God As Ultimate GoodnessPeter Abelard 1079 1142 was a French Medieval philosopher and theologian In this book, Abelard uses dialogue to fashion the argument that God may be defined as the Ultimate Good Myths have risen historically because of the tendency of men to complicate and personify religion If you follow the common view, your understanding won t go far beyond the faith of those who conceive only of corporeal things Such ones understand God only as a kind of corporeal thing that consists of bodily parts, like a head, hands, and feet What illiterate or simple person will put up with hearing you preach that God doesn t have eyes or ears or other members that seem so necessary to us Abelard suggests that God is better defined as the purity of goodness, which we seek to comprehend through ethics, morals, and divinity What renders a person best and most worthy is their participation in this goodness that is God Delving further into the examination of what constitutes goodness, we see that Abelard defines it from the perspective of intent Intent State of Mind, Ultimate Desire In explaining intent Abelard points out that both God, Jesus, and Judas all allowed the crucifixion to happen, but each manifested a different intent in doing so In this sense, it isn t what is done, but with what mind it is done Good and evil arise out of our mindset, that is, our ultimate intent Because sin is first born out of intent, the physical action of sin is not even necessary for sin to occur The state of true spirituality exists wholly within the mind, wherein one must endeavor to extinguish every thought of malevolence Thus, the one plotting murder is guilty of murder even before he commits the act The one who lusts after the wife of another is guilty of adultery, even if he does not perform the act Abelard defines a state of spirituality wherein one combats sin from the intellect, before it ever has the opportunity to corrupt the physical body It is out of a corporeal existence that we come into a freer, spiritual existence This does not mean that certain corrupt thoughts will not arise in the mind, but rather that we will not consent to allow such thoughts to dwell in the mind Abelard contends that it is the mental consent, not the deed itself, that defeats us This is clearly a spiritual, not a corporeal, battle Through this concept of intent Abelard reveals why the diversity of religious expression should not be contentious, writing as follows Surely there s no religious faith that doesn t believe it serves God and doesn t do for His sake the things it supposes to please Him. If diverse religions are conducted with equally pure intentions, neither is spiritually superior to the other As with the intent for sin, so the intent in worship is what makes it right An example here might be Mary s disbursement of the expensive perfume upon Jesus instead of selling it to give the proceeds to the poor Actions are made righteous because of the intent under which they are conducted And yet, the purity of intent is itself a function of our state of awareness and knowledge, for greater wisdom endows our intentions with expanded responsibilities and potentials for accomplishment The wise and the simplistic religious practitioners may be judged equally sincere in their intentions, but very different with regard to the scope of their practice ConsentConsent is distinguished from a mere mental suggestion that might arise in the mind Random thoughts and events flow freely about in our psyche and this we cannot prevent It only becomes consent when we choose to dwell upon it, allowing it to intentionally linger in our mind, sequestering significant portions of our spiritual energy This is consequential because our spiritual energy constitutes our spiritual self and becomes compromised when burdened by corruption What sort of energies is your spiritual self composed of To what is your spiritual energy most devoted To what have you consented your energies to The Infinite Spiritual SelfAbelard paints a picture of the human spirit arising from the dust and gaining awareness, working to rid itself of the lingering aspects of physical animality Sin is allowing ourselves to be given over to the chaotic, animalistic characteristics that dominate our reason, combat our ability to flourish, and accelerate our demise Abelard remarks let us be called spiritual rather than animal Because Abelard defines God as ultimate goodness, to consent to sin is to exhibit scorn for goodness scorn for God To be spiritual than animal, one must relate less to temporal substances and to the intangible things of the spirit Learning to do this is vital for enduring beyond the confines of the physical body Bad WillAbelard identifies the persistent animalistic force as our bad will When we see our will turned against what makes us flourish, against ultimate goodness, we are accelerating our demise, condemning ourselves, jeopardizing our health, or instigating that which drains our emotional energies When we renounce that which constitutes ultimate goodness we are exhibiting scorn for God, for life, and acquiescing to damnation by resigning ourselves to an animal state The animal lives by instinct alone, running through life haphazardly, until it returns to dust Ancient animal sacrifice is symbolic of the process whereby religious people seek to destroy their animalistic personas But we cannot defeat bad will with symbolic ritualistic gestures We can only defeat bad will when we give ourselves over to divine will ultimate goodness, God In order to do this, we must understand what God is It is through the concerted growth of our spirit, through mindfulness, that we ascend beyond the state of mere animality and gain an awareness that is capable of persisting beyond physical deterioration The we cling to God Ultimate Goodness through love, the we will avoid what offends ultimate goodness Jesus said I did not come to do my will but His who sent me. PenitenceBecause intent is what characterizes us as it characterized God, Jesus, Judas in the incident of the crucifixion , so we are defined by what it is that we really want than what we succumb to What we really want what we are really about reveals itself in penitence, or the lack thereof Penitence is the minds sorrow over consent to dwell upon anything unfitting, upon anything other than ultimate goodness, or upon any willfulness other than the divine will Abelard plainly distinguishes between those who are penitent out of love versus those merely reacting for personal gain because of fear Indeed, every day we see many people who are about to leave this life repenting over the disgraceful deeds they have committed and wailing with grave remorse, not so much from the love of God whom they have offended, or from hatred of the sin they have committed, as from fear of the punishment In this respect they also continue to be immoral, since the immorality of their fault doesn t bother them as much as the penalty s just severity does They don t regard with hatred what they have committed, because it is evil, so much as they do God s just judgement Peter AbelardTrue, fruitful penitence is sorrow and mental contrition arising from the love of goodness God Penitence is like the soothing spray one might apply to plants to relieve them of disease or parasites so that they may thrive God is growing us Some crops may fail, others may thrive Will you be a candidate for harvesting God harvests lovely spirits from the earth but the diseased and withered crops must be removed to make way for those flourishing in the glory of the sunshine of love The Kingdom is composed of those who flourish in love ConfessionAbelard associates confession with penitence In promoting open confession to other people, Abelard asks what reason is there to confess to a God that already knows all things Conversely, putting yourself out in the open before other human beings assists in keeping you from regressing Sin is curtailed by the light of openness wherein one human strengthens another by their very presence Let us all endeavor to live open and transparent lives such that the exposure of wrongness may serve as a deterrent Let the world know who we are and what we are about so that we are better encouraged to be the person we most want to be Much is hidden within us that may come out through confession and interaction with our peers GracePenitence illuminates grace for us as the situation wherein we are judged by what our mind truly wants as opposed to what our animal bodies have succumbed to Abelard contends that God pays attention not so much to the deeds that are done as to the mind with which they are done It is the mind itself that is judged in its intentions This is the best way to understand grace Good intention is imperative for grace to be operable To be accepted into The Kingdom one must at least want what The Kingdom has to offer.Abelard s theology resolves the controversy between faith and works because it all lies within the state of mind, within what it is that one truly wants Money cannot buy a state of mind People who donate to charity are not worthy because they are wealthy The state of mind of the impoverished giver may be much authentic than that of the wealthy donor motivated by a tax deduction The blue collar worker, too busy seeing after his family to have time for philanthropic endeavors, may indeed bear purer good intentions than the independently wealthy housewife who volunteers philanthropically simply for something to do Again, it is the state of mind, the true desires, and the intent, all known fully to God, that constitute the spirit, not any outward thing or compilation of works MeritSo we see that merit becomes operable as it is manifests within our intentions Scripture supports this We see that Enoch was allowed to avoid even the process of a physical death because of his merit and Noah was salvaged from among all the other men of the earth One who has trained athletically can run a greater distance with less pain than an obese, inactive, untrained person Similarly, if we do not prepare ourselves spiritually, we will encounter much hellish torment when morphing into spirit or perhaps, we will be fully incapable of such metamorphosis Hell is less a place than it is simply a state of being Humanity must come to understand that we now exist in the penultimate, within the current process of arising into spirituality, from an inanimate state The creation is ongoing, occurring, even as we speak Systems of GovernmentMost systems of government seek meritocracy, but the corruption of men defeats them Goodness enjoins a concern for others and a banishment of strife for superiority over others The lack of such goodness is the reason for communisms failure and the reason capitalism is tainted with exploitation The Biblical example of the Apostles arguing over which would be greatest in The Kingdom is exemplary of the human failure to understand this Justice bestows on everyone his due that which he is worthy of , but we cannot render justice unless we have courage and moderation We must have the courage to stand against our fear of others responses to us when we stand firm in goodness We must have moderation to defeat the greed that arises in us to take than our fair share of things We err to think that the perfect system of government lies within the setting forth of particular laws or certain economic treatises The perfect system of government may only arise from the cultivation of goodness within the human being Ultimate Goodness is the only sovereign that can carry us forward into the Kingdom It is only through the revelation of Ultimate Goodness that humanity may embody enough courage and moderation to experience a truly just system of government Humanity may grasp the Ultimate Good only in proportion to its merits that is, in proportion to the courage and moderation it is able to muster ConclusionThe Ultimate Good is God Human goodness is the proportion of God that a human allows to dwell within The ultimate human good is ultimately found by being conjoined with God Our present penultimate transcends toward the ultimate We see now through a mirror and in obscurity, but then face to face. We will ultimately understand that our having less goodness beforehand didn t arise from the makers inability to provide it, but because of the necessity for our transition into spirit This is the process by which we are made no longer animal but spiritual The person finds God within and humanity finds God in the expressions of the multitudes that have found God Abelard quotes Isaiah in describing what such an ultimately purified human community will look like The sun will no longer be for shining on you by day Neither will the moon s brilliance illuminate you Instead the Lord will be as an everlasting light, and your God as your glory Your sun will not set any and your moon will not wane for you But the Lord will be as an everlasting light for you, and the days of your distress will be completed Now your people will all be just Isaiah End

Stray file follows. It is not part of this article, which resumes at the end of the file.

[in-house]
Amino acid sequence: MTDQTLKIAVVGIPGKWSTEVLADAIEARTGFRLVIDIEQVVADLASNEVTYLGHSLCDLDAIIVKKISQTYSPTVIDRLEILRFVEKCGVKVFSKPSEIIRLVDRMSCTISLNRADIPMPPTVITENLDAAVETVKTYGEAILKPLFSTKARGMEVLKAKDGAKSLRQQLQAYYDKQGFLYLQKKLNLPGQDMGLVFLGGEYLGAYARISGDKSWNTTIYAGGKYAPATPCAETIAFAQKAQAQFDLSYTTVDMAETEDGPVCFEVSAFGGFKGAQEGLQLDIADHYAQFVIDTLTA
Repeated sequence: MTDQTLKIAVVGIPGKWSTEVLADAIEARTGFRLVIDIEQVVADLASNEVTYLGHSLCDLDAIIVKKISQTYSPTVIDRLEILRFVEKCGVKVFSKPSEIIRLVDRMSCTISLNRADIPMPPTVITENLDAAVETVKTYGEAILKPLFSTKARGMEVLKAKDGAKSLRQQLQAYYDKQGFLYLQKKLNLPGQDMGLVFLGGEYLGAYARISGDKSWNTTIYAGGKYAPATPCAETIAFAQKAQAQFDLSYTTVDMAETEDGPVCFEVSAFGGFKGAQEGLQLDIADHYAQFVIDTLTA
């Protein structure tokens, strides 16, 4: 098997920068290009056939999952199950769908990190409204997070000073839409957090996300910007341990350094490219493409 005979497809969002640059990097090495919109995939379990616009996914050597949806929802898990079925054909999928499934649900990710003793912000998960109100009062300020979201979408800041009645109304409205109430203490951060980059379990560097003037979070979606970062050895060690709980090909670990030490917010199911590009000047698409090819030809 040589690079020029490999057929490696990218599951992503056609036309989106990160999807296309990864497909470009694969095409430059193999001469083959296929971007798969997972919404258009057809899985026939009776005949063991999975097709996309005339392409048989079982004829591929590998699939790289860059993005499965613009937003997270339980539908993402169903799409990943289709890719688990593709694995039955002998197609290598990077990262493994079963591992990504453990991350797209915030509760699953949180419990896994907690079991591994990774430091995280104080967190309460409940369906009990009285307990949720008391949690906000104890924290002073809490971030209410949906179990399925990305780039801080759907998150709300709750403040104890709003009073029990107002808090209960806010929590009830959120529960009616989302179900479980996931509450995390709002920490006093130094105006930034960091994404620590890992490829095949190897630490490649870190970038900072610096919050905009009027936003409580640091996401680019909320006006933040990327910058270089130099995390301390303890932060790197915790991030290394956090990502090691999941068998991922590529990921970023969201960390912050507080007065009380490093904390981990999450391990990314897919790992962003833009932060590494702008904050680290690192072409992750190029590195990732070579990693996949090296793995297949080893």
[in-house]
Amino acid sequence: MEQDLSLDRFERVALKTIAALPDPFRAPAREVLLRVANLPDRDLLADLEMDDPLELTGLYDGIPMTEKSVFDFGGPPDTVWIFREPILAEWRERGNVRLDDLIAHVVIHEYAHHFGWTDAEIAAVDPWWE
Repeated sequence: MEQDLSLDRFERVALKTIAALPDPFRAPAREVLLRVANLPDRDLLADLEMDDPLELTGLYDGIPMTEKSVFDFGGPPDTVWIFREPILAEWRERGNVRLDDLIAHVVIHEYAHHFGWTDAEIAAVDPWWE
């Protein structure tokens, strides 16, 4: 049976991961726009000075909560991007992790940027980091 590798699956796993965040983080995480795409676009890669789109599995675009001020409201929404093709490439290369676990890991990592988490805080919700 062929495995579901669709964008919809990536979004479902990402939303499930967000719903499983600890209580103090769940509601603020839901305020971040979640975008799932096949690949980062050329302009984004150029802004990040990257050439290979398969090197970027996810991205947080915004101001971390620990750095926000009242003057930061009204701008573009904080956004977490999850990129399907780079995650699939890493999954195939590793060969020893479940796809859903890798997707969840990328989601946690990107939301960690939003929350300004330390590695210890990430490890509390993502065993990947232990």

2. says:

    Abelard s Ethics is difficult to read Not because the idea is difficult, but the convoluted, often false start, train of thoughts in the beginning This reader is frustrated by the lack of definitions in what are Sin Fault, what are Consent Desire Will etc After struggling through, with the aid of helpful summary notes from academics, it seems that the major contributions in Ethics are 1 the focal of consent After the Desire, before the Deed, as the definitive link of determining Sinfulness 2 the separation of Sin in the realm of religion individual s consent versus Fault in Civic society on Deed itself The Dialogues is dynamic and often quite biting, however I was not able to go deeper than the surface disputes I miss theological basis to appreciate it Maybe for future read.


  3. says:

    Abelard and aquinas.